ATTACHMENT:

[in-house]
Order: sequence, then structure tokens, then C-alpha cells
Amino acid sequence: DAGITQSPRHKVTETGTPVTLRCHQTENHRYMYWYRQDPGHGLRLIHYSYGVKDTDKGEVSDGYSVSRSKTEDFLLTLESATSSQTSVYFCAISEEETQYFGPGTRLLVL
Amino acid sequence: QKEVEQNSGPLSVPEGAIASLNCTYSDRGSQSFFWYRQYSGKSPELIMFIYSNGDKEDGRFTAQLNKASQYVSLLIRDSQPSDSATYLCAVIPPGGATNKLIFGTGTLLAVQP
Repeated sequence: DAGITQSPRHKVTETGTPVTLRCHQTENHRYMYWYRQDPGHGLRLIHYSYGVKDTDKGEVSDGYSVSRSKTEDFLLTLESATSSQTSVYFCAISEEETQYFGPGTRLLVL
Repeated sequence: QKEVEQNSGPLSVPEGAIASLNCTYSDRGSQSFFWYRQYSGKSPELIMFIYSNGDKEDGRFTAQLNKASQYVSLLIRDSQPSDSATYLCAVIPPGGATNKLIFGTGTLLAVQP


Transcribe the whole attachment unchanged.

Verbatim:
[in-house]
Order: sequence, then structure tokens, then C-alpha cells
Amino acid sequence: DAGITQSPRHKVTETGTPVTLRCHQTENHRYMYWYRQDPGHGLRLIHYSYGVKDTDKGEVSDGYSVSRSKTEDFLLTLESATSSQTSVYFCAISEEETQYFGPGTRLLVL
Amino acid sequence: QKEVEQNSGPLSVPEGAIASLNCTYSDRGSQSFFWYRQYSGKSPELIMFIYSNGDKEDGRFTAQLNKASQYVSLLIRDSQPSDSATYLCAVIPPGGATNKLIFGTGTLLAVQP
Repeated sequence: DAGITQSPRHKVTETGTPVTLRCHQTENHRYMYWYRQDPGHGLRLIHYSYGVKDTDKGEVSDGYSVSRSKTEDFLLTLESATSSQTSVYFCAISEEETQYFGPGTRLLVL
Repeated sequence: QKEVEQNSGPLSVPEGAIASLNCTYSDRGSQSFFWYRQYSGKSPELIMFIYSNGDKEDGRFTAQLNKASQYVSLLIRDSQPSDSATYLCAVIPPGGATNKLIFGTGTLLAVQP